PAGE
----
Saturday, December 31, 2011

with Senna, the magic died

A couple years ago I discovered that SB used to be a Formula 1 fan.  We were walking past our local pub and a race was showing.  SB was drawn to the television and I was forced to continue home alone.  I knew that he enjoyed watching Top Gear and occasionally spouted off car related facts that indicated more than a passing interest in racing but I was ignorant to the depths of his fascination.  I later found out that Ayrton Senna was his childhood hero.

Two nights ago I gave SB a belated Christmas gift in the 2010 documentary, Senna.  I knew that it was going to be heavy because of its inevitable conclusion.  We sat mostly in silence, with me occasionally asking him for explanations regarding the F1 rivalries that he knew all about.  It didn't take long to figure out that his childhood fascination with F1 was not idle but bordered on obsession.  When we entered into that final season on the documentary no more words were exchanged.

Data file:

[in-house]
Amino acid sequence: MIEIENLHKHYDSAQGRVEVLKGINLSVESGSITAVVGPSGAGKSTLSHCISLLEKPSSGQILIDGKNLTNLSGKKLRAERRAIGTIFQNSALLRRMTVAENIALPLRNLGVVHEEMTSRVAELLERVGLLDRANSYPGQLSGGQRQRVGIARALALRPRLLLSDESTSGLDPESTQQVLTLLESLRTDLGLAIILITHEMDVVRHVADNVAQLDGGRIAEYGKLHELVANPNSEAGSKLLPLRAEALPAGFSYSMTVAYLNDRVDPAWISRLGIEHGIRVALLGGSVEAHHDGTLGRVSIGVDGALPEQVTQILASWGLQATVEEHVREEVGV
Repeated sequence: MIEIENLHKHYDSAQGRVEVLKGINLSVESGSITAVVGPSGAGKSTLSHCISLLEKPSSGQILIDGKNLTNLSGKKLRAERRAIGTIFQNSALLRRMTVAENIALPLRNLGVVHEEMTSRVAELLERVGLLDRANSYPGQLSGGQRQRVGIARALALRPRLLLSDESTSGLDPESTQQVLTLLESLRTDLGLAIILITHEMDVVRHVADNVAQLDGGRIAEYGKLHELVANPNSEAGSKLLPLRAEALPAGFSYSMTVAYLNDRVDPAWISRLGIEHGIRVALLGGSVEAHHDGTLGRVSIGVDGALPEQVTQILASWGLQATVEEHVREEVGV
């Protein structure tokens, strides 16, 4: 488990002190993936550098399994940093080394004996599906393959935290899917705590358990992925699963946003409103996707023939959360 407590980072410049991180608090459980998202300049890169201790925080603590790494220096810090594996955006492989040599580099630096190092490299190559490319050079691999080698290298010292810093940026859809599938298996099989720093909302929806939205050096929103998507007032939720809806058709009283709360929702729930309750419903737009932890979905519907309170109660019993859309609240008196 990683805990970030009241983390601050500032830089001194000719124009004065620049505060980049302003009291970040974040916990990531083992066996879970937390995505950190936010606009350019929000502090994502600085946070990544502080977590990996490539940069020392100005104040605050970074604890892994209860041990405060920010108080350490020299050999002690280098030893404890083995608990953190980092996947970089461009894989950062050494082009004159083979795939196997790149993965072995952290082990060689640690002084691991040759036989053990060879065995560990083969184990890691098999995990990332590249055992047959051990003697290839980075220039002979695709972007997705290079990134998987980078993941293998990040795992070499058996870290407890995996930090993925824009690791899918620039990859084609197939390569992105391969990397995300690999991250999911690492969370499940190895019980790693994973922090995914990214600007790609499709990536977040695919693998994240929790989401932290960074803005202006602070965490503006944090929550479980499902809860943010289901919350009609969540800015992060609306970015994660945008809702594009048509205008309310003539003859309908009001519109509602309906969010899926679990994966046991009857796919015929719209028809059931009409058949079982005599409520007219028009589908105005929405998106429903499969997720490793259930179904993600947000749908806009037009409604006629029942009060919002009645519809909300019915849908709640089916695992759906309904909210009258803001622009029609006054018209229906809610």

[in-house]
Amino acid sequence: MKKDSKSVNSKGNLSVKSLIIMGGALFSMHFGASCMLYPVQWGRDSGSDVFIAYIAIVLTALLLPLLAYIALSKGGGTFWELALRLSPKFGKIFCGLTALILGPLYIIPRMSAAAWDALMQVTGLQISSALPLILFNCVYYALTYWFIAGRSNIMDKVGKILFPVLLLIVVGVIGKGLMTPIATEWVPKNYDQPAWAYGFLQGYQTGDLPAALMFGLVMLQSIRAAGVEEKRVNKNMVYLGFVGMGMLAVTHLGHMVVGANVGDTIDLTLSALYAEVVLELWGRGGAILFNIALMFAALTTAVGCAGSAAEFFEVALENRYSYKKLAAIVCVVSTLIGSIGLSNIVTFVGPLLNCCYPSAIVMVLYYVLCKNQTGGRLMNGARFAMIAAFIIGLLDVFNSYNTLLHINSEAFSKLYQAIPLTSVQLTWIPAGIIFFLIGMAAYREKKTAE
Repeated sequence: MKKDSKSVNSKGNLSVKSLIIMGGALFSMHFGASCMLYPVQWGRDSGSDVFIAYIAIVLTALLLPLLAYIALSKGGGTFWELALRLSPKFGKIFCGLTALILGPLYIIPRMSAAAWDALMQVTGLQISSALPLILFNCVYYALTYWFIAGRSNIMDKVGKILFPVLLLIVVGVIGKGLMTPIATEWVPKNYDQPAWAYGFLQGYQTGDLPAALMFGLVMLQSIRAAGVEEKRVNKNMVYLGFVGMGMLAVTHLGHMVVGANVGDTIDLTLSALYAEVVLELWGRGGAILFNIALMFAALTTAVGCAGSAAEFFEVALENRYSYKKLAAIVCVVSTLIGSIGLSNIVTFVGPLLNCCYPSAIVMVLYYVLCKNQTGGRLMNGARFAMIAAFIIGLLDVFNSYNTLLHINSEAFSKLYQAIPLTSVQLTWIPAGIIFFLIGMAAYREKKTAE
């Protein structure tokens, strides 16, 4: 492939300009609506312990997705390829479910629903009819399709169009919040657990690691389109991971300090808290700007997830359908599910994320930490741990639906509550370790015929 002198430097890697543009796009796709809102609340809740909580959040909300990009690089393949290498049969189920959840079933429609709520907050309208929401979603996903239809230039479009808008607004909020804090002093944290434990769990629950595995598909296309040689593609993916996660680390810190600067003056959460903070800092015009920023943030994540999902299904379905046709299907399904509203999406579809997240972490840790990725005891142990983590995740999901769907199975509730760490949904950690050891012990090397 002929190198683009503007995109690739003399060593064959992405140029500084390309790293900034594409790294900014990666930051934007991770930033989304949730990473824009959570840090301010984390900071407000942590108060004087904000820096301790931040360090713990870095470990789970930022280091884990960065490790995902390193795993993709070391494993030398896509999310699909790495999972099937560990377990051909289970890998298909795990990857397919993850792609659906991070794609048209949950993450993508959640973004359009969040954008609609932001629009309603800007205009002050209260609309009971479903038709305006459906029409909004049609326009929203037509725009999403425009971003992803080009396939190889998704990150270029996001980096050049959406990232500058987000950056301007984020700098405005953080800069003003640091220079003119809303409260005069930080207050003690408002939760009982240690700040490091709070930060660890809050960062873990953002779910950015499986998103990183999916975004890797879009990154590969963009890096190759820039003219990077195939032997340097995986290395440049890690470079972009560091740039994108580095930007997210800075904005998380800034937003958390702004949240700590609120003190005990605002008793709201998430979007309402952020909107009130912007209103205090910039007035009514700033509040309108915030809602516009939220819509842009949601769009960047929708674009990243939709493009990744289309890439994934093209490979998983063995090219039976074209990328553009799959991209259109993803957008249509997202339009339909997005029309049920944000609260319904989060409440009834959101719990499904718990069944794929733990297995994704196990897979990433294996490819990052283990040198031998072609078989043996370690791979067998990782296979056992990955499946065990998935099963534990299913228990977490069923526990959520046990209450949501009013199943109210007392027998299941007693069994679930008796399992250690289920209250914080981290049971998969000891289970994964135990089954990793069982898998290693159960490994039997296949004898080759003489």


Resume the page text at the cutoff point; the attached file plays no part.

At the death of Roland Ratzenberger I looked over to see that SB was crying.  I have only seen SB close to shedding tears twice: once when we broke up years ago and I was bawling my eyes out he looked misty eyed and once when his grandmother died he looked distraught and may have shed one or two tears before walking out of her bedroom.  I had never, ever seen SB actually cry.

Later he told me that he and his younger sister used to watch the F1 races together, that they loved Senna and were caught up in the Senna-Proust rivalry as though it were an epic battle from the Iliad.  But when Senna died all of the magic died with him.  They continued to watch the races but it wasn't the same anymore; the spark was gone from their lives forever. 

SB told me that years later he had a discussion with an older friend who had been a motorsport fan in the 1950's.  He said that after several racing idols died year after year he couldn't bring himself to enjoy it anymore.  Years after Senna died SB had dreams where he was either driving the car on that fateful day or he was talking to Senna on the radio transmitter.  It reminded me of my dreams about my uncle.  While I was still too far in shock to understand the magnitude of loss when my uncle died, I now wake up from my dreams feeling wretched.  I imagine SB had a similar feeling over his racing idol. 

When SB mourns for Senna, he is also mourning for the loss of his childhood, for the end of a fantasy that he lived week after week through the races.  Ayrton Senna was supposed to be invincible but in the end, the man who became a legend was only mortal and this fairy tale did not have a happy ending.


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